Cancer Control Research5R03CA097870-02
Bryan, Angela D.
DEVELOPING ENDOPHENOTYPES FOR RESPONSES TO EXERCISE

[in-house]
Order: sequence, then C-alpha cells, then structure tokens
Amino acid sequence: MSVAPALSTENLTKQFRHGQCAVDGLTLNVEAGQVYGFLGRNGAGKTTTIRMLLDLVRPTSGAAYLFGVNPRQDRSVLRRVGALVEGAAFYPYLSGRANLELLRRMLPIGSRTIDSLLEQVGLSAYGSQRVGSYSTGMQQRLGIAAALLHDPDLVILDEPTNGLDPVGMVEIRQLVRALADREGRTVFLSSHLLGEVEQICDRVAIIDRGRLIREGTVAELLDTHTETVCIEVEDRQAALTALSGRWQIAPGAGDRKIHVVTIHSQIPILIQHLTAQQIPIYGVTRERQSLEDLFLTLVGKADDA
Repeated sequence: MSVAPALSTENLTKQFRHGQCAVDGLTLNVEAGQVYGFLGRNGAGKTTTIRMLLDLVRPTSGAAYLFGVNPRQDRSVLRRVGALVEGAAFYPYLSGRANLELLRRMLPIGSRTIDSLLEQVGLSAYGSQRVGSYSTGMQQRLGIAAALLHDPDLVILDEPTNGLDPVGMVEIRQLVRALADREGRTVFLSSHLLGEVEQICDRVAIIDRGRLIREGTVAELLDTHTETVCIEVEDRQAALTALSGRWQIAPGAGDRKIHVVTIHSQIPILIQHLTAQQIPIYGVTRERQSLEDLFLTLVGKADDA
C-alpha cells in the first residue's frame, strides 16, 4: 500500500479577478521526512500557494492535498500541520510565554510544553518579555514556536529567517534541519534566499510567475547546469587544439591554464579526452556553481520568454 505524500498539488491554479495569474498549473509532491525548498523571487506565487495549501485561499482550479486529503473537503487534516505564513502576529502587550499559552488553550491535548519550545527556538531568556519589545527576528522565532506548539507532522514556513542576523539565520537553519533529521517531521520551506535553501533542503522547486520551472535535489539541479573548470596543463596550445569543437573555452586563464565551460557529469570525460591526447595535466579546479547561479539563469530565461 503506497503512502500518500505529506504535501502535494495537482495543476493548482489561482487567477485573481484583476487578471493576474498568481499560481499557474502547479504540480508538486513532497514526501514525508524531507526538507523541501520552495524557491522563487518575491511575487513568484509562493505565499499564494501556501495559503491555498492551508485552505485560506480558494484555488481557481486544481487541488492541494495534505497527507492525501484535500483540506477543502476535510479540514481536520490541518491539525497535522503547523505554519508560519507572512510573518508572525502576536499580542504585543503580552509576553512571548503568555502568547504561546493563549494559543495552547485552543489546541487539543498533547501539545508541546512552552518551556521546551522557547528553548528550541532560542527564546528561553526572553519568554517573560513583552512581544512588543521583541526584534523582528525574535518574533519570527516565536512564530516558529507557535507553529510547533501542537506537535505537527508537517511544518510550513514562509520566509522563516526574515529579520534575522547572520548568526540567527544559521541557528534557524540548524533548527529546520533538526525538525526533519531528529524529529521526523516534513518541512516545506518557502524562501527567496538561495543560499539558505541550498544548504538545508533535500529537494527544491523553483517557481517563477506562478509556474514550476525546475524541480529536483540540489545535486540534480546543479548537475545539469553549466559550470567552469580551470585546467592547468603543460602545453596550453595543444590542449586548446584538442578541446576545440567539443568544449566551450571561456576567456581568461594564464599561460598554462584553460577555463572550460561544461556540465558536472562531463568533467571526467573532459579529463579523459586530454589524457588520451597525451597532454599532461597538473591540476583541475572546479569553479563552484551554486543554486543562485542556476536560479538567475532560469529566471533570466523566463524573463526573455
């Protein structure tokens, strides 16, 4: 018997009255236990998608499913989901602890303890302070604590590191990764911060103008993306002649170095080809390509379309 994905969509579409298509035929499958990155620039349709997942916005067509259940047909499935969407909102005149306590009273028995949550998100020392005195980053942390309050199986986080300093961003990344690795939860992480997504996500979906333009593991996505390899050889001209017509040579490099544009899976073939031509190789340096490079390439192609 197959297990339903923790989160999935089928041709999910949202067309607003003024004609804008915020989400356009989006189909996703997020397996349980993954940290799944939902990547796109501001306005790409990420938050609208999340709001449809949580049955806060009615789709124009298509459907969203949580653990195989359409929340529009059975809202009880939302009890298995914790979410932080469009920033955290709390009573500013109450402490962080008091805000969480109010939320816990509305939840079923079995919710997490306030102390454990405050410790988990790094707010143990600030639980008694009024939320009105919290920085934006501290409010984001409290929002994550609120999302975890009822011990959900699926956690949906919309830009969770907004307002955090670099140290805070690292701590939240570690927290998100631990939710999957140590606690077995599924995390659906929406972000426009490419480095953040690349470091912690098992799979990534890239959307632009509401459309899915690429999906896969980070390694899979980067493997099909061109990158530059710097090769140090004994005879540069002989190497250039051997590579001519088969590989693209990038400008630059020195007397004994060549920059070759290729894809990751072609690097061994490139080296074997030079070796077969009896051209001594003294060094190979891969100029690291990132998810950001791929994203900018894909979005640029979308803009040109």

DESCRIPTION (provided by applicant) Regular physical activity has been implicated in the prevention of a number of cancers including those of the colon, breast, endometrium, and prostate (Kaaks & Lukanova, 2002), and is potentially associated with the prevention of other cancers as well (Friedenreich, 2001). Despite the benefit of regular physical activity in the prevention of cancer as well as other debilitating illnesses, 79% of the U.S. population do not get the recommended amount of physical activity as defined by 30 minutes of regular activity 5 or more days per week, and 40% of the population is completely sedentary (U.S. Department of Health and Human Services (USDHHS), 1998). The long-term objective of the proposed research is to advance a conceptualization of the biological, physiological, and psychological determinants of exercise behavior with the express purpose of developing more effective prevention and intervention efforts that are designed to promote exercise behavior among sedentary individuals, and to prevent cancers associated with sedentary lifestyle. The goal of the present application is to establish readily identifiable phenotypic markers for the reinforcing effects of exercise by rigorously testing theory-based hypotheses regarding individual differences in the effects of exercise on mood states. Using a laboratory study and a longitudinal follow-up, the proposed study will address three hypotheses: 1) That a single bout of cardiovascular exercise as compared to a bout of sedentary activity will increase positive mood and decrease negative mood, 2) That body temperature and/or cortisol release moderate the effects of acute exercise on positive and negative mood, and 3) That more positive mood changes in the laboratory predict actual exercise behavior prospectively. We expect that greater increases in positive mood/decreases in negative mood--potentially moderated by body temperature or cortisol--will be associated with a higher level of exercise behavior. Once we identify endophenotypes that are narrowly defined, associated with the broad phenotype (i.e., regular exercise behavior), and related to an underlying biological mechanism, we can use these endophenotypes in future research to search for and identify specific genetic mechanisms underlying individual differences in voluntary exercise motivation and behavior. The ultimate goal of this research is to develop exercise promotion interventions for sedentary individuals that incorporate knowledge about individual differences in the experience of immediate reward after exercise.